The WNBA will crown a first-time champion when the Washington Mystics and Connecticut Sun meet in the league’s best-of-five finals beginning Sunday.
It’s the first time that’s happened since 2011. The Mystics will try and win the title after getting swept in the finals last season, while the Sun return to the championship for the first time since 2005.
It’s the third time since the WNBA changed its playoff format in 2016 that the top two seeds advanced to play for the title. Washington, as a three-seed last year, is the only team not to finish 1 or 2 in the regular-season standings to reach the championship round.
Here are a few things to watch for in the WNBA Finals:
EASTERN DOMINANCE: Even though there really aren’t conferences in the WNBA since the playoff format change in 2016, the former East will have the champion. It’s only the second time since 2009 that an Eastern team will win. The Indiana Fever were champions in 2012. Since the league’s first championship in 1997, the East has won four titles (three by Detroit and Indiana’s).
TOUGH TERPS: Maryland will be well represented in the finals with five of coach Brenda Frese’s former players competing. Washington has Shatori Walker-Kimbrough (’17), Tianna Hawkins (’13) and Kristi Toliver (’09) while the Mystics feature Brionna Jones (’17) and Alyssa Thomas (’14). Washington also has Kiara Leslie, who played two years at Maryland before transferring to N.C. State for her final two seasons. She hasn’t played this year because of a knee injury.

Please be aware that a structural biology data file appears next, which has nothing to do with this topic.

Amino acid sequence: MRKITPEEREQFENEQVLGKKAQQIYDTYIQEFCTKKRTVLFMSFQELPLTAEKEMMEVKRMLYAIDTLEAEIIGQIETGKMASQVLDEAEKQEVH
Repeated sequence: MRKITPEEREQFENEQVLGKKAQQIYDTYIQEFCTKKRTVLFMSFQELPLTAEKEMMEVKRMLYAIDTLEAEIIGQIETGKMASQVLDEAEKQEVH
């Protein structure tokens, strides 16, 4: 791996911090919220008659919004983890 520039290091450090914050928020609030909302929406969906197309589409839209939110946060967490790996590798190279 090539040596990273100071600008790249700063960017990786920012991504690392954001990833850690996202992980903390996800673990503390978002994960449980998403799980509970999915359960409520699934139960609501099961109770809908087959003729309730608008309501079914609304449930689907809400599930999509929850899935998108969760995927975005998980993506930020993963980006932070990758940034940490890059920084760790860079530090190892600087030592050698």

Only Toliver won a championship in college and she’s also the only one to win a WNBA title, doing so with Los Angeles in 2016.
DISREPECTED: The Connecticut Sun have relished playing the role of the underdog lately. The team, despite finishing second, had no players win major WNBA awards. The Sun have been selling T-shirts during their playoff run that read DisrespeCT with the CT highlighted.
“I just don’t think people have been paying attention to how we’ve played all season,” said forward Alyssa Thomas, one of four Sun players who average in double digits. “We are a No. 2 seed for a reason. And for no one to pick us and just assume that we are not a team that can’t play in the playoffs, we took that to heart.”
FULL STRENGTH: The Mystics lost two of the three meetings with Connecticut during the regular season, but Washington was without key members of its team in all three games. Elena Delle Donne missed the first game on May 25 because of knee pain. Emma Meesseman missed the other two games because she was with the Belgium national team.
FAMILIAR FACE: Winning the best-of-five series would give coach Mike Thibault his first championship. It would come against his former team, which he led from 2003-12. Thibault, who turns 69 on Saturday, guided the Sun to the WNBA Finals in 2004 and 2005 before they fell short each time.
Follow Doug Feinberg on Twitter at http://www.twitter.com/dougfeinberg